In a span of four short days, the world lost two giants:  longtime Israeli Supreme Court Justice Mishael (“Misha”) Cheshin, who died on September 19 at 79, and famed New York Yankees catcher Lawrence Peter (“Yogi”) Berra, who passed away yesterday. Israel, the United States, and the rest of the world are the worse for these losses.

Now, I recognize it may seem shallow and crass to compare a distinguished high court justice, a world-renowned jurist who authored numerous decisions of critical importance, a deeply learned man of letters, to the guy who’s famous for saying “It ain’t over till it’s over,” an amiable athlete, a man who made his living catching and hitting a ball. But I intend no disrespect, and I firmly believe that both men—who seemingly never met each other and may never even had heard of one another—would welcome a comparison of their lives, which presents some striking similarities.

Both men served with distinction in their respective countries’ militaries. At age 18, Yogi was assigned on D-Day as a gunner’s mate aboard the USS Bayfield, the flagship landing vessel at what would become Normandy’s famed Utah Beach.

For his part, Cheshin, who for medical reasons went undrafted by the IDF, later in life served in the reserves as a military prosecutor.

Both men were also early bloomers, spending minimal time in their respective “minor leagues” before being called up to the majors. Cheshin began studying law at Hebrew University at age 17 and, when appointed to the Supreme Court in 1992, became the first Israeli high court justice elevated directly from the private sector.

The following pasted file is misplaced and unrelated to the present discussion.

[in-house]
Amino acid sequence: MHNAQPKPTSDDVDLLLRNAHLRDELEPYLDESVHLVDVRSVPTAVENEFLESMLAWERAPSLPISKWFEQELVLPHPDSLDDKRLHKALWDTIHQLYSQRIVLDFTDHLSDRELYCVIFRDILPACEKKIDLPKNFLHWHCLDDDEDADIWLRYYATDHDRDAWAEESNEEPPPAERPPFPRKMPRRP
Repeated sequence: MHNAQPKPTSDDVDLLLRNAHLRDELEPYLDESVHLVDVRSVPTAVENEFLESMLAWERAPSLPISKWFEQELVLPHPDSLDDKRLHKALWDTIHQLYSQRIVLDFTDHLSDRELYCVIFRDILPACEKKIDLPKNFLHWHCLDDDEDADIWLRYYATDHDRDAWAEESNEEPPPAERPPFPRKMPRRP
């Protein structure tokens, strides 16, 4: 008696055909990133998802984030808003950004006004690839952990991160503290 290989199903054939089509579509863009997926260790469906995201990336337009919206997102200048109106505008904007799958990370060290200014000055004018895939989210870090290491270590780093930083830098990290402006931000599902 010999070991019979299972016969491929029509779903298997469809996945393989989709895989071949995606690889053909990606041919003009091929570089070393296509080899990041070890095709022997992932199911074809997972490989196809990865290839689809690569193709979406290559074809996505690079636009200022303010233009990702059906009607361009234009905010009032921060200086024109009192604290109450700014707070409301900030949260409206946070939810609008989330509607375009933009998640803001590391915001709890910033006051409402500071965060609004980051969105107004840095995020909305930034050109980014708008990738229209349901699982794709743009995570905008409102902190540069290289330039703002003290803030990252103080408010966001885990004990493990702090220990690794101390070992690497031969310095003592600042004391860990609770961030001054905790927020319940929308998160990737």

Yogi, too, labored only a single full season for the Norfolk Tars of baseball’s minor leagues before joining the Yankees in the fall of 1946—the first of what would be 18 distinguished seasons in the majors.

And both men suffered difficult losses late in life. Carmen Berra, Yogi’s beloved wife of 65 years, passed away after suffering a stroke in early 2014. More shockingly, four years ago, Cheshin’s beloved son Shneor perished at the age of 43 in a hit-and-run biking accident on Route 5 near Rosh Ha’Ayin.

Unlike Cheshin, Yogi, of course, wasn’t Jewish, but in addition to his Jewish-related bon mots (my personal favorite: when told that Dublin, Ireland had recently elected its first Jewish mayor, Yogi supposedly said “Only in America!”), like many American Jews of his era, he was a second-generation son of European immigrants (it bears noting that Cheshin and his family also immigrated—from Lebanon to Israel), and he lived an honorable life of dedication to his wife, children, and grandchildren.  (In these pages, a young Jewish New Yorker recently praised Yogi, on the occasion of his 90th birthday, for reflecting “Jewish values.”)

But more famously, Yogi and Misha, may they rest in peace, shared an undying, relentless love for language.

As illustrious as Berra’s baseball career was—he was an 18-time All Star, a three-time Most Valuable Player, a 10-time World Series Champion, and a unanimous inductee into the Hall of Fame—he’s probably more famous as a coiner of pithy, humorous, mostly self-deprecatory sayings that, while simple and funny on the surface, reflected deeper truths. At root, Yogi was America’s know-it laureate.

The Yankee’s legendary expressions are too legion to recite, although see here for a useful compendium and here for analysis and occasional debunking of their provenance (after all, as Yogi said, “I really didn’t say everything I said.”).